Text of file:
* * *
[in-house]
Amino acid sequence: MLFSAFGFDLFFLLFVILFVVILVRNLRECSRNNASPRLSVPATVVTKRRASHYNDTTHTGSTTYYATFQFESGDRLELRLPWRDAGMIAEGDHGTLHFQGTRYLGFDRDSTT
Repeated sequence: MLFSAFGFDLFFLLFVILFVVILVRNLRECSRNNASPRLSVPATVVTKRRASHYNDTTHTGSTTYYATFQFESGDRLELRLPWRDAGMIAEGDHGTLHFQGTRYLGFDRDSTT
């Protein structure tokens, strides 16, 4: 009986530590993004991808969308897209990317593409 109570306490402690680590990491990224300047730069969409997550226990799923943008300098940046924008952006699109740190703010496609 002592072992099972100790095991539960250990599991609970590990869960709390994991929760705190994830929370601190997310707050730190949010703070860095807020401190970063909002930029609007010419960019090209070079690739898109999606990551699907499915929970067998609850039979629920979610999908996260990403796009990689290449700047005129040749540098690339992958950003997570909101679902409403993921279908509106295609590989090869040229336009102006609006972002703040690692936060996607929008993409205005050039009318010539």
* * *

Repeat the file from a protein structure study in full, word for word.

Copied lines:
[in-house]
Amino acid sequence: MLFSAFGFDLFFLLFVILFVVILVRNLRECSRNNASPRLSVPATVVTKRRASHYNDTTHTGSTTYYATFQFESGDRLELRLPWRDAGMIAEGDHGTLHFQGTRYLGFDRDSTT
Repeated sequence: MLFSAFGFDLFFLLFVILFVVILVRNLRECSRNNASPRLSVPATVVTKRRASHYNDTTHTGSTTYYATFQFESGDRLELRLPWRDAGMIAEGDHGTLHFQGTRYLGFDRDSTT
């Protein structure tokens, strides 16, 4: 009986530590993004991808969308897209990317593409 109570306490402690680590990491990224300047730069969409997550226990799923943008300098940046924008952006699109740190703010496609 002592072992099972100790095991539960250990599991609970590990869960709390994991929760705190994830929370601190997310707050730190949010703070860095807020401190970063909002930029609007010419960019090209070079690739898109999606990551699907499915929970067998609850039979629920979610999908996260990403796009990689290449700047005129040749540098690339992958950003997570909101679902409403993921279908509106295609590989090869040229336009102006609006972002703040690692936060996607929008993409205005050039009318010539």